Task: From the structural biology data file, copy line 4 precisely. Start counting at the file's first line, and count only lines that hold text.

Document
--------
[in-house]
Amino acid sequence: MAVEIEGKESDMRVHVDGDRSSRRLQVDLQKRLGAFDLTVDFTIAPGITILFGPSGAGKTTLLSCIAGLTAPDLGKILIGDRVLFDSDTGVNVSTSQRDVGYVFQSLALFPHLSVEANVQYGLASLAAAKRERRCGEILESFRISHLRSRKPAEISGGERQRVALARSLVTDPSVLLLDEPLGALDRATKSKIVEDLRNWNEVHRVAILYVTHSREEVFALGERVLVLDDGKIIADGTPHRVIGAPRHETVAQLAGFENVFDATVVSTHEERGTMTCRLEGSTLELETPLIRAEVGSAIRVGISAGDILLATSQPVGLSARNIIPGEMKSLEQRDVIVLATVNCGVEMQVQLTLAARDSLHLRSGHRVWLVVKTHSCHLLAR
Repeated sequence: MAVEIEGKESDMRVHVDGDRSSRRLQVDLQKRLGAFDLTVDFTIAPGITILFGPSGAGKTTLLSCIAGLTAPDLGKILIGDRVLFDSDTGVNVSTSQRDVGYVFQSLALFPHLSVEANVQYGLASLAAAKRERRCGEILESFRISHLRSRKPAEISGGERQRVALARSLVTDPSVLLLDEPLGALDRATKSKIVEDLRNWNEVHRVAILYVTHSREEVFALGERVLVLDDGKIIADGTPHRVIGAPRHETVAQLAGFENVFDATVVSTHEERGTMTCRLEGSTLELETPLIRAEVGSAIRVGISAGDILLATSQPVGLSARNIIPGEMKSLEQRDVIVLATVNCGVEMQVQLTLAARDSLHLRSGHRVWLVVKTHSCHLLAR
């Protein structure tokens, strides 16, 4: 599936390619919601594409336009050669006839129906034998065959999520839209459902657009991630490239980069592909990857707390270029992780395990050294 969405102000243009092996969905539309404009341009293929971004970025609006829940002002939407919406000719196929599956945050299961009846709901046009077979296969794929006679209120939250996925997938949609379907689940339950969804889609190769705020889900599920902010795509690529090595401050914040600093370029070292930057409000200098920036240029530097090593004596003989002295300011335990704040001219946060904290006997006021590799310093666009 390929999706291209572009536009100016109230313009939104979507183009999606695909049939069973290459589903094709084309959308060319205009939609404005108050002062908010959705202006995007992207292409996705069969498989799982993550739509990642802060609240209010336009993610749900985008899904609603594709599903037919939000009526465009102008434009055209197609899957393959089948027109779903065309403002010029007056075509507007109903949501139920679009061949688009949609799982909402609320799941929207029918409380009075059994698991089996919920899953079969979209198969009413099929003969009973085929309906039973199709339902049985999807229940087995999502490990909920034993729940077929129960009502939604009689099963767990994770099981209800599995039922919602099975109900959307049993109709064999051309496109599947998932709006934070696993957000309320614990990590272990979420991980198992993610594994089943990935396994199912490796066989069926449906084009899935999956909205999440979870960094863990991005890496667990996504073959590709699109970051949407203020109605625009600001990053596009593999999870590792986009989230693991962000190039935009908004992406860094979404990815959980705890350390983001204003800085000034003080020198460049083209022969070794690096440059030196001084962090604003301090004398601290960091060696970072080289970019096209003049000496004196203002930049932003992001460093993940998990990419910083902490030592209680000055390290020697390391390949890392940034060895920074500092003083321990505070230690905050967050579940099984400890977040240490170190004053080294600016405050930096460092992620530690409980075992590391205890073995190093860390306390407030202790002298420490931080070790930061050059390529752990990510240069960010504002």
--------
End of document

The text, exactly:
């Protein structure tokens, strides 16, 4: 599936390619919601594409336009050669006839129906034998065959999520839209459902657009991630490239980069592909990857707390270029992780395990050294 969405102000243009092996969905539309404009341009293929971004970025609006829940002002939407919406000719196929599956945050299961009846709901046009077979296969794929006679209120939250996925997938949609379907689940339950969804889609190769705020889900599920902010795509690529090595401050914040600093370029070292930057409000200098920036240029530097090593004596003989002295300011335990704040001219946060904290006997006021590799310093666009 390929999706291209572009536009100016109230313009939104979507183009999606695909049939069973290459589903094709084309959308060319205009939609404005108050002062908010959705202006995007992207292409996705069969498989799982993550739509990642802060609240209010336009993610749900985008899904609603594709599903037919939000009526465009102008434009055209197609899957393959089948027109779903065309403002010029007056075509507007109903949501139920679009061949688009949609799982909402609320799941929207029918409380009075059994698991089996919920899953079969979209198969009413099929003969009973085929309906039973199709339902049985999807229940087995999502490990909920034993729940077929129960009502939604009689099963767990994770099981209800599995039922919602099975109900959307049993109709064999051309496109599947998932709006934070696993957000309320614990990590272990979420991980198992993610594994089943990935396994199912490796066989069926449906084009899935999956909205999440979870960094863990991005890496667990996504073959590709699109970051949407203020109605625009600001990053596009593999999870590792986009989230693991962000190039935009908004992406860094979404990815959980705890350390983001204003800085000034003080020198460049083209022969070794690096440059030196001084962090604003301090004398601290960091060696970072080289970019096209003049000496004196203002930049932003992001460093993940998990990419910083902490030592209680000055390290020697390391390949890392940034060895920074500092003083321990505070230690905050967050579940099984400890977040240490170190004053080294600016405050930096460092992620530690409980075992590391205890073995190093860390306390407030202790002298420490931080070790930061050059390529752990990510240069960010504002």